The British Supreme Court ruling in favour of Uber drivers offers some hope that gig workers, many of them immigrants, might finally be given basic rights. But there's still lots of work to do.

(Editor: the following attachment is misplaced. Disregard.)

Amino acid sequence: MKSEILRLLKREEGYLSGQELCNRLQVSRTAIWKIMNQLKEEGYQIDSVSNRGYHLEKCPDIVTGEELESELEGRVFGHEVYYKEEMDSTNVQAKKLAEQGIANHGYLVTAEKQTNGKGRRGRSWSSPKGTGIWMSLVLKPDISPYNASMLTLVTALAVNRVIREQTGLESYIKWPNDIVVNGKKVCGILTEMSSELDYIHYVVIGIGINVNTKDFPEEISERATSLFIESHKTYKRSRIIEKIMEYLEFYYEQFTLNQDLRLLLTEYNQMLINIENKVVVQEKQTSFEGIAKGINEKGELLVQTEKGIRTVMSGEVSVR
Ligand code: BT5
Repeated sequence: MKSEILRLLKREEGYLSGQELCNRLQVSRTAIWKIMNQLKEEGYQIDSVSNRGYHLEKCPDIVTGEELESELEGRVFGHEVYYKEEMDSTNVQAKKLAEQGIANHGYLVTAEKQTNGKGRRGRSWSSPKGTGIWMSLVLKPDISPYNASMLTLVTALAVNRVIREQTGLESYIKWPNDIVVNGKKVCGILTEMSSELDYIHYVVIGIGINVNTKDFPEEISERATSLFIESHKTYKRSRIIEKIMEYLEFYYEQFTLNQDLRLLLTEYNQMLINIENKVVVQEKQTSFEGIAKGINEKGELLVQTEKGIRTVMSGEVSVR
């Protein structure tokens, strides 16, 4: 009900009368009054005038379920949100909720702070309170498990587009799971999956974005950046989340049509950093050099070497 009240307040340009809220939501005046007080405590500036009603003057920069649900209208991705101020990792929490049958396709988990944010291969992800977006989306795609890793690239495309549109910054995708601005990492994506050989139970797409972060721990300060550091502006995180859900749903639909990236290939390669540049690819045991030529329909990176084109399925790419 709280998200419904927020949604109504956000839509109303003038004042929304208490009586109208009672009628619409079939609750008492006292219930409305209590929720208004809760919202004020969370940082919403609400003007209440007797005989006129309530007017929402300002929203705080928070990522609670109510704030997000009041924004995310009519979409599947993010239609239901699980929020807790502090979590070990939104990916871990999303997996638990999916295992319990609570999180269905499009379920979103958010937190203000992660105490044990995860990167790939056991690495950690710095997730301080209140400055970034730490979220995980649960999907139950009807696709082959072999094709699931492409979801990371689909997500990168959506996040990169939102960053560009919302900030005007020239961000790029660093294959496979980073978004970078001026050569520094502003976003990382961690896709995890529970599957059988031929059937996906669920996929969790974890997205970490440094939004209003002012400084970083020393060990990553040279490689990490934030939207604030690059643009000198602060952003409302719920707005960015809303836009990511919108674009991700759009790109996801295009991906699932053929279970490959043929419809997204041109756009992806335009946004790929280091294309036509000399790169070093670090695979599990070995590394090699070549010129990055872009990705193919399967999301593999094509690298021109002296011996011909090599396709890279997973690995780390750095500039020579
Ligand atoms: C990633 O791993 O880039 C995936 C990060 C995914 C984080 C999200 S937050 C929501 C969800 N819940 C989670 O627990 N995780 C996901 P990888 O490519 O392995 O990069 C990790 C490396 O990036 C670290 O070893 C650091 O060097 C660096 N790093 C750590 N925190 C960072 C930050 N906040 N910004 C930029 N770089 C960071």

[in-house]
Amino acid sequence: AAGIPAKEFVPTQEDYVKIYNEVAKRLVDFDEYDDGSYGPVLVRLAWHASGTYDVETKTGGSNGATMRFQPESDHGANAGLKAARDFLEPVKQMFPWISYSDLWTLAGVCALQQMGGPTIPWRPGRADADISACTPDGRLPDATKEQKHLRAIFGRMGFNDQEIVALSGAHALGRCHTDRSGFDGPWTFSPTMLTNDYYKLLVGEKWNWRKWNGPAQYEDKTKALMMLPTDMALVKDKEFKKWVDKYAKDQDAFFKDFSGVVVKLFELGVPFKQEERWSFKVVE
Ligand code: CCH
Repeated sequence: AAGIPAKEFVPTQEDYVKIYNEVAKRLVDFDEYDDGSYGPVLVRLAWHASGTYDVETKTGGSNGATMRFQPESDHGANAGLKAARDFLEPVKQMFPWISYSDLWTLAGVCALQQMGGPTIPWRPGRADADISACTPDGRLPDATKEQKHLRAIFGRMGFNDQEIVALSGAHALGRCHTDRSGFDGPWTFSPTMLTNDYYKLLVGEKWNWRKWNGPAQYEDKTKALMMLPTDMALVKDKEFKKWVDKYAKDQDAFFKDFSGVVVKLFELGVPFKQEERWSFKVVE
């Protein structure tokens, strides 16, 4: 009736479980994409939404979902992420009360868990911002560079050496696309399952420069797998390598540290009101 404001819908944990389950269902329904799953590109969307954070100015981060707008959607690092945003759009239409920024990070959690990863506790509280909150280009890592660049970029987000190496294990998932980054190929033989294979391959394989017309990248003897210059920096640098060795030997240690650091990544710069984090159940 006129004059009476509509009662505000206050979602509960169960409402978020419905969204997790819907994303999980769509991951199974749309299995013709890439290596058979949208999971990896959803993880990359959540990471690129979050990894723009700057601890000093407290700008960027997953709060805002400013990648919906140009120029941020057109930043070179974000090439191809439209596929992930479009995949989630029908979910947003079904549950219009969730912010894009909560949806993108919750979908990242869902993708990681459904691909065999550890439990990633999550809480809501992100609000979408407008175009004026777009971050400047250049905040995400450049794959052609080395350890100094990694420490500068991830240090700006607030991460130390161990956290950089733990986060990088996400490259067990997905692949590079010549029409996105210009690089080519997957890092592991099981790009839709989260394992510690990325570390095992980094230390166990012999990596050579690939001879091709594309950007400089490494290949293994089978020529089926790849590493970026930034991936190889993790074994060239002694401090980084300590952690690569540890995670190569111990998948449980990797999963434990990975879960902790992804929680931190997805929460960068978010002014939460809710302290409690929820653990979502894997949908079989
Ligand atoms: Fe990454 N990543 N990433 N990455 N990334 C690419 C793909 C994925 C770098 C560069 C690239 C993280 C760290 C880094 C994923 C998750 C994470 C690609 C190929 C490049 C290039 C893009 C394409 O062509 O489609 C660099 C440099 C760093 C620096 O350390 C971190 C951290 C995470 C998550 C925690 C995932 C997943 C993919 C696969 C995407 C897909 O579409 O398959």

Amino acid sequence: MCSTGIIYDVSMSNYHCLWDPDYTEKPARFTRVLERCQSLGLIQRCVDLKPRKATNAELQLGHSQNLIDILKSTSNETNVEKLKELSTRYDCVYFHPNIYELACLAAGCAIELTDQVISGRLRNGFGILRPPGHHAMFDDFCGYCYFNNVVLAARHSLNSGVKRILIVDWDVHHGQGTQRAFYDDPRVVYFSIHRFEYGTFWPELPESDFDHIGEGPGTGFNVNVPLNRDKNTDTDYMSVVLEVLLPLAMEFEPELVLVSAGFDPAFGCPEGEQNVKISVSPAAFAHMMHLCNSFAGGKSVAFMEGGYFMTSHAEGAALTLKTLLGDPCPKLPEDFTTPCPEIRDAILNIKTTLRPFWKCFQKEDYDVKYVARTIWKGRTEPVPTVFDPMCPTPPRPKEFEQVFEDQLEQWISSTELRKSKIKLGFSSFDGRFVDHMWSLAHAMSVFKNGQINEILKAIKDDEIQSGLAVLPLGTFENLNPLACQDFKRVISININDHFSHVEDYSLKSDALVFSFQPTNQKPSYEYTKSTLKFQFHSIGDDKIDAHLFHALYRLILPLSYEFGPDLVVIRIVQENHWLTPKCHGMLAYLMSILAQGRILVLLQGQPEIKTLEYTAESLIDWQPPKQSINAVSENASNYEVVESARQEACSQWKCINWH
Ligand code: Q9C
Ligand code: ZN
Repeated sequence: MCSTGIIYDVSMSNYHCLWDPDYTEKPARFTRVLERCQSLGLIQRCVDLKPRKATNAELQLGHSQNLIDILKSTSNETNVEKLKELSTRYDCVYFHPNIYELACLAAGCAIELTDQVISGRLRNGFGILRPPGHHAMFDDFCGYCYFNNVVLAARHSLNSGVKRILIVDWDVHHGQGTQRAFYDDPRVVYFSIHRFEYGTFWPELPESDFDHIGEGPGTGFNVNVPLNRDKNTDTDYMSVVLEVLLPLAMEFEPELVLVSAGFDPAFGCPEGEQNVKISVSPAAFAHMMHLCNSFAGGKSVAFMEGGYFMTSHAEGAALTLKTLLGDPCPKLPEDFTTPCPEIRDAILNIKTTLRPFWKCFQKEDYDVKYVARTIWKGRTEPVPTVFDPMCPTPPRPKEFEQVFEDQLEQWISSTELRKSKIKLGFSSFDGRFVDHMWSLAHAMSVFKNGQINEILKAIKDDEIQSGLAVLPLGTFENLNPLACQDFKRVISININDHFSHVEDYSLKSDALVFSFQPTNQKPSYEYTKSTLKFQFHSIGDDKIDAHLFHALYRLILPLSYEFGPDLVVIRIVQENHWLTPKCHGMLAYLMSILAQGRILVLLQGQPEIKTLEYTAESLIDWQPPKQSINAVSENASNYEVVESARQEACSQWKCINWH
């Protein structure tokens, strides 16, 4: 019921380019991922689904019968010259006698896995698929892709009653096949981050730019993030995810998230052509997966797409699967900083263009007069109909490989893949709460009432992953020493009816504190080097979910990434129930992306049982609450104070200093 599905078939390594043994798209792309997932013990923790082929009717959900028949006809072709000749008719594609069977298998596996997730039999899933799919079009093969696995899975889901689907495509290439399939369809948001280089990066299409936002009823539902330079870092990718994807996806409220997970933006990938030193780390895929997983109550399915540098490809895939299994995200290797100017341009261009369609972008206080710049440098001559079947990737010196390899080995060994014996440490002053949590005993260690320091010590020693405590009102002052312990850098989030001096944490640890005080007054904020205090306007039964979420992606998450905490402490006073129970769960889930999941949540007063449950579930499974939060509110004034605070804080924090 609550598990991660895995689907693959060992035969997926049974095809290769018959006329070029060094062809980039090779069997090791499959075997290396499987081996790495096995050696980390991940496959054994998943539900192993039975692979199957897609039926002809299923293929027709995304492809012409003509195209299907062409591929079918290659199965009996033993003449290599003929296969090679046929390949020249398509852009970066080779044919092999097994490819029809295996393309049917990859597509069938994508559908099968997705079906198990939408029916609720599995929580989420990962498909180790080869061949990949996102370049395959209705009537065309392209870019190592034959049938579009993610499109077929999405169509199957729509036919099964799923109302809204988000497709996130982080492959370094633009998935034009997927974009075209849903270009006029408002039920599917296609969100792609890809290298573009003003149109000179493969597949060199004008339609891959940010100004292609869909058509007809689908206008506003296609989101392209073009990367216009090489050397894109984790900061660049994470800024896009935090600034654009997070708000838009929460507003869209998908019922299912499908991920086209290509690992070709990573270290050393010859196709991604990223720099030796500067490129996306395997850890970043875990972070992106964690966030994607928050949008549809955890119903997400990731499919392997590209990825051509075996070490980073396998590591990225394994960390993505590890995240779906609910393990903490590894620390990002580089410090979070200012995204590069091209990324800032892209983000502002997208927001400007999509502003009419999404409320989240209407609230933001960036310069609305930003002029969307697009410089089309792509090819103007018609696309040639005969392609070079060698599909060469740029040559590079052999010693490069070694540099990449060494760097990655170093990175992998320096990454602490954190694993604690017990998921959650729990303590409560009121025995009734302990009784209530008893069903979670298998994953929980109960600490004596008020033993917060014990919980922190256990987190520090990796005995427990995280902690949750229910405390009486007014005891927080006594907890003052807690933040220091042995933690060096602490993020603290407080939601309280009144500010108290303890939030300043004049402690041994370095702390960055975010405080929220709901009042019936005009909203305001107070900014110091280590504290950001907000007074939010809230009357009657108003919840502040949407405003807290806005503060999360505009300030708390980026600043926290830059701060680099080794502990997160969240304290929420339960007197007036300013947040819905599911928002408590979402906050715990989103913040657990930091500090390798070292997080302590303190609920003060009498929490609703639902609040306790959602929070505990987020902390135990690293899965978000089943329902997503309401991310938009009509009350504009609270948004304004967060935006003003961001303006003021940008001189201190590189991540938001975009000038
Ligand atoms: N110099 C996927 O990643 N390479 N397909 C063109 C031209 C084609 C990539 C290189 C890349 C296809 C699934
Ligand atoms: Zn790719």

The federal government says the door is open to help producers affected by the closure of a central Alberta pork plant where an outbreak of COVID-19 has infected hundreds of workers and resulted in three deaths. Olymel temporarily closed its plant in Red Deer more than two weeks ago. The company is moving its own pigs that would normally be slaughtered at the plant to its operations in the United States to free up capacity for independent producers in Canada. It estimates there's a backlog of 80,000 to 90,000 animals that should be cleared within four to five weeks once the plant reopens. Cabinet minister Jim Carr held a virtual news conference from his home in Winnipeg on Tuesday to provide an update on an emergency fund for meat-processing companies and to address the situation at Olymel. "Last spring, when outbreaks caused plants to slow down or close, we moved quickly to help livestock producers manage the growing backlog of animals on their farms," said Carr, who is the government's special representative to the Prairies. "Our government stands ready to help producers affected by the temporary closure of the Olymel plant in Red Deer, Alberta. If needed, federal funding will be there to assist pork producers with extraordinary herd management costs such as additional feed costs." Carr was vague when asked for details on what the assistance would look like. "We'll have to see what the needs are moving forward. The point we wanted to make is that the door is open for assistance if required." The federal government set up a $77.5 million emergency fund in September to help food processors deal with COVID-19 by adapting new safety protocols, including acquiring more protective equipment for workers. Another $10 million has been added since. The fund is also supposed to help upgrade and reopen meat facilities shuttered due to outbreaks of the novel coronavirus. Carr said the program has provided more than $7.8 million to 24 meat-processing companies across the Prairies, but is no longer taking applications. "We were out of the gate quickly. We adjusted as we learned what elements of programs were working and what elements were working less well," he said. "The same thing is true now as we move forward into the next phase of the pandemic." The meat-packing sector has been hard hit by the health crisis. Cargill temporarily shut down plants in High River, Alta., and Chambly, Que., last year after COVID-19 outbreaks. Olymel shut down its hog slaughter and processing plant in Yamachiche, Que., and the JBS beef plant in Brooks, Alta., temporarily went down to one shift daily from two. Cargill and JBS operations in Alberta account for 70 per cent of Canada's beef production. This report by The Canadian Press was first published March 2, 2021 — Follow @BillGraveland on Twitter Bill Graveland, The Canadian Press